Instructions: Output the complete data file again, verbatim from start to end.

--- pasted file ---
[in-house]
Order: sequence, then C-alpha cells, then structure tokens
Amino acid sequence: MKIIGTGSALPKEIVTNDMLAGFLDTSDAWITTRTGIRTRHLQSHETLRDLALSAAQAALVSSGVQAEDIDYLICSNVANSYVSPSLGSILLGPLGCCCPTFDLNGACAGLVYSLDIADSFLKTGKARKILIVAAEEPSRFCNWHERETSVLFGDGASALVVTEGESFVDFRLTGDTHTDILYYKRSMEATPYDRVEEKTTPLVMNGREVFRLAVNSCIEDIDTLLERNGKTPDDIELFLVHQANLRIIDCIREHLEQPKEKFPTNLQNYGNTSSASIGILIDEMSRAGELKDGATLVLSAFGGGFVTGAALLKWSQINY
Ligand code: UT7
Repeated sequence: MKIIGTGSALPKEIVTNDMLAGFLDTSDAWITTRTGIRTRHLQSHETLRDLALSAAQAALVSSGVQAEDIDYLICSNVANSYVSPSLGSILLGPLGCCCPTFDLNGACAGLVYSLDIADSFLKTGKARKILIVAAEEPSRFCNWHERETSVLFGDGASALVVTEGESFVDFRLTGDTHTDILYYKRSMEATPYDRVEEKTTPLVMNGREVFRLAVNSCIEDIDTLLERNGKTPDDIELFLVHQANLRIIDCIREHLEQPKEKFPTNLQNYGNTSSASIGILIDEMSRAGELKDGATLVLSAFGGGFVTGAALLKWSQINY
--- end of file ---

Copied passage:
[in-house]
Order: sequence, then C-alpha cells, then structure tokens
Amino acid sequence: MKIIGTGSALPKEIVTNDMLAGFLDTSDAWITTRTGIRTRHLQSHETLRDLALSAAQAALVSSGVQAEDIDYLICSNVANSYVSPSLGSILLGPLGCCCPTFDLNGACAGLVYSLDIADSFLKTGKARKILIVAAEEPSRFCNWHERETSVLFGDGASALVVTEGESFVDFRLTGDTHTDILYYKRSMEATPYDRVEEKTTPLVMNGREVFRLAVNSCIEDIDTLLERNGKTPDDIELFLVHQANLRIIDCIREHLEQPKEKFPTNLQNYGNTSSASIGILIDEMSRAGELKDGATLVLSAFGGGFVTGAALLKWSQINY
Ligand code: UT7
Repeated sequence: MKIIGTGSALPKEIVTNDMLAGFLDTSDAWITTRTGIRTRHLQSHETLRDLALSAAQAALVSSGVQAEDIDYLICSNVANSYVSPSLGSILLGPLGCCCPTFDLNGACAGLVYSLDIADSFLKTGKARKILIVAAEEPSRFCNWHERETSVLFGDGASALVVTEGESFVDFRLTGDTHTDILYYKRSMEATPYDRVEEKTTPLVMNGREVFRLAVNSCIEDIDTLLERNGKTPDDIELFLVHQANLRIIDCIREHLEQPKEKFPTNLQNYGNTSSASIGILIDEMSRAGELKDGATLVLSAFGGGFVTGAALLKWSQINY